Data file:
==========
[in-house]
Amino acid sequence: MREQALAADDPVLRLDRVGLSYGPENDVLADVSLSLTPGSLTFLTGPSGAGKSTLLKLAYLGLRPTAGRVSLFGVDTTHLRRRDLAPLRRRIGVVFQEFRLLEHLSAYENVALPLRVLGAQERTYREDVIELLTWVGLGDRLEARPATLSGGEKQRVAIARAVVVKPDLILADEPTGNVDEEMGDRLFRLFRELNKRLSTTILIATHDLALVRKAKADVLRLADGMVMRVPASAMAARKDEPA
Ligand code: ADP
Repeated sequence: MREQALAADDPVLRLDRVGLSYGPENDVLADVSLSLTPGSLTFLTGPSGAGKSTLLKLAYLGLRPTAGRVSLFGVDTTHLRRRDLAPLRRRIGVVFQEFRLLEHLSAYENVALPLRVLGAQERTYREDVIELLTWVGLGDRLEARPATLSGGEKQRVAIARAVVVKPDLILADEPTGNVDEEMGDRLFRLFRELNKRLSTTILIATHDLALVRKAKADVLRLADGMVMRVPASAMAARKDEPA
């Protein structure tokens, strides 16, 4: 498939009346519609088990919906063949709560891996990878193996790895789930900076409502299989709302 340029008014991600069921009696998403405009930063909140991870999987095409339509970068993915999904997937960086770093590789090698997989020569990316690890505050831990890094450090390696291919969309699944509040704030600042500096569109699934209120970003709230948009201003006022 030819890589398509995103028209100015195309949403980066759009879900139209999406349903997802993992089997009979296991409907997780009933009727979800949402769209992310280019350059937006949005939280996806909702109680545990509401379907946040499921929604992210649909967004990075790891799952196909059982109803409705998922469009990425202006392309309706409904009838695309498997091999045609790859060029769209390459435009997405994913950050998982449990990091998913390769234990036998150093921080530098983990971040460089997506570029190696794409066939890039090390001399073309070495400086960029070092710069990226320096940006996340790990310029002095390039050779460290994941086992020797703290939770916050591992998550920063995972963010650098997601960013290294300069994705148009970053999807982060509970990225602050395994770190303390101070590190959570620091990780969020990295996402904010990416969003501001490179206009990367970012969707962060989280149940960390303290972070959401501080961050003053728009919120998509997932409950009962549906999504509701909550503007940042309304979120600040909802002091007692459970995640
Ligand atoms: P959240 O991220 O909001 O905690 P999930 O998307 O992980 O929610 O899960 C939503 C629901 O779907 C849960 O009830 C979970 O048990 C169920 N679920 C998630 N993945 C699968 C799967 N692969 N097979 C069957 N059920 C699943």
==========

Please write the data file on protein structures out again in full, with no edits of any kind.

[in-house]
Amino acid sequence: MREQALAADDPVLRLDRVGLSYGPENDVLADVSLSLTPGSLTFLTGPSGAGKSTLLKLAYLGLRPTAGRVSLFGVDTTHLRRRDLAPLRRRIGVVFQEFRLLEHLSAYENVALPLRVLGAQERTYREDVIELLTWVGLGDRLEARPATLSGGEKQRVAIARAVVVKPDLILADEPTGNVDEEMGDRLFRLFRELNKRLSTTILIATHDLALVRKAKADVLRLADGMVMRVPASAMAARKDEPA
Ligand code: ADP
Repeated sequence: MREQALAADDPVLRLDRVGLSYGPENDVLADVSLSLTPGSLTFLTGPSGAGKSTLLKLAYLGLRPTAGRVSLFGVDTTHLRRRDLAPLRRRIGVVFQEFRLLEHLSAYENVALPLRVLGAQERTYREDVIELLTWVGLGDRLEARPATLSGGEKQRVAIARAVVVKPDLILADEPTGNVDEEMGDRLFRLFRELNKRLSTTILIATHDLALVRKAKADVLRLADGMVMRVPASAMAARKDEPA
């Protein structure tokens, strides 16, 4: 498939009346519609088990919906063949709560891996990878193996790895789930900076409502299989709302 340029008014991600069921009696998403405009930063909140991870999987095409339509970068993915999904997937960086770093590789090698997989020569990316690890505050831990890094450090390696291919969309699944509040704030600042500096569109699934209120970003709230948009201003006022 030819890589398509995103028209100015195309949403980066759009879900139209999406349903997802993992089997009979296991409907997780009933009727979800949402769209992310280019350059937006949005939280996806909702109680545990509401379907946040499921929604992210649909967004990075790891799952196909059982109803409705998922469009990425202006392309309706409904009838695309498997091999045609790859060029769209390459435009997405994913950050998982449990990091998913390769234990036998150093921080530098983990971040460089997506570029190696794409066939890039090390001399073309070495400086960029070092710069990226320096940006996340790990310029002095390039050779460290994941086992020797703290939770916050591992998550920063995972963010650098997601960013290294300069994705148009970053999807982060509970990225602050395994770190303390101070590190959570620091990780969020990295996402904010990416969003501001490179206009990367970012969707962060989280149940960390303290972070959401501080961050003053728009919120998509997932409950009962549906999504509701909550503007940042309304979120600040909802002091007692459970995640
Ligand atoms: P959240 O991220 O909001 O905690 P999930 O998307 O992980 O929610 O899960 C939503 C629901 O779907 C849960 O009830 C979970 O048990 C169920 N679920 C998630 N993945 C699968 C799967 N692969 N097979 C069957 N059920 C699943």